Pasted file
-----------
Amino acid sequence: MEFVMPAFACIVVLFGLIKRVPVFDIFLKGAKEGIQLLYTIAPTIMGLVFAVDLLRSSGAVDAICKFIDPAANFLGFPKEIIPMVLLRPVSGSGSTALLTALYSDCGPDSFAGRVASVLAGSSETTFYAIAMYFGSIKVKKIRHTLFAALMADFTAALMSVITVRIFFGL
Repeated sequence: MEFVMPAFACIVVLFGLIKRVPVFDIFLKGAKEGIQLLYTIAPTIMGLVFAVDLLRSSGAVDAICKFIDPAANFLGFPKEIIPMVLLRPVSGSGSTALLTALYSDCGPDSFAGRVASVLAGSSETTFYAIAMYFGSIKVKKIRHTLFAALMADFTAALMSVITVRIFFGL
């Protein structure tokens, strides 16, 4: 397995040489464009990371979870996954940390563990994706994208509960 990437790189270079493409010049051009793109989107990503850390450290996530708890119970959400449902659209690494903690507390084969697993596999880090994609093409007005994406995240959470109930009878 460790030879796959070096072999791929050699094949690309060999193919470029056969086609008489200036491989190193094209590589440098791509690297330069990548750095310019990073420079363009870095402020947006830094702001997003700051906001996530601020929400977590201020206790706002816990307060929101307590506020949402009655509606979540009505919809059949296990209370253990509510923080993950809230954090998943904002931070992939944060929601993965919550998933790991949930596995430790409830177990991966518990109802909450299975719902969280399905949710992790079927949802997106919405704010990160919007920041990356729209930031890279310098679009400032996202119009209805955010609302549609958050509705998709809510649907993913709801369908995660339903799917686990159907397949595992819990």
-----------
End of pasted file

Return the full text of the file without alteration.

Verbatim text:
Amino acid sequence: MEFVMPAFACIVVLFGLIKRVPVFDIFLKGAKEGIQLLYTIAPTIMGLVFAVDLLRSSGAVDAICKFIDPAANFLGFPKEIIPMVLLRPVSGSGSTALLTALYSDCGPDSFAGRVASVLAGSSETTFYAIAMYFGSIKVKKIRHTLFAALMADFTAALMSVITVRIFFGL
Repeated sequence: MEFVMPAFACIVVLFGLIKRVPVFDIFLKGAKEGIQLLYTIAPTIMGLVFAVDLLRSSGAVDAICKFIDPAANFLGFPKEIIPMVLLRPVSGSGSTALLTALYSDCGPDSFAGRVASVLAGSSETTFYAIAMYFGSIKVKKIRHTLFAALMADFTAALMSVITVRIFFGL
């Protein structure tokens, strides 16, 4: 397995040489464009990371979870996954940390563990994706994208509960 990437790189270079493409010049051009793109989107990503850390450290996530708890119970959400449902659209690494903690507390084969697993596999880090994609093409007005994406995240959470109930009878 460790030879796959070096072999791929050699094949690309060999193919470029056969086609008489200036491989190193094209590589440098791509690297330069990548750095310019990073420079363009870095402020947006830094702001997003700051906001996530601020929400977590201020206790706002816990307060929101307590506020949402009655509606979540009505919809059949296990209370253990509510923080993950809230954090998943904002931070992939944060929601993965919550998933790991949930596995430790409830177990991966518990109802909450299975719902969280399905949710992790079927949802997106919405704010990160919007920041990356729209930031890279310098679009400032996202119009209805955010609302549609958050509705998709809510649907993913709801369908995660339903799917686990159907397949595992819990």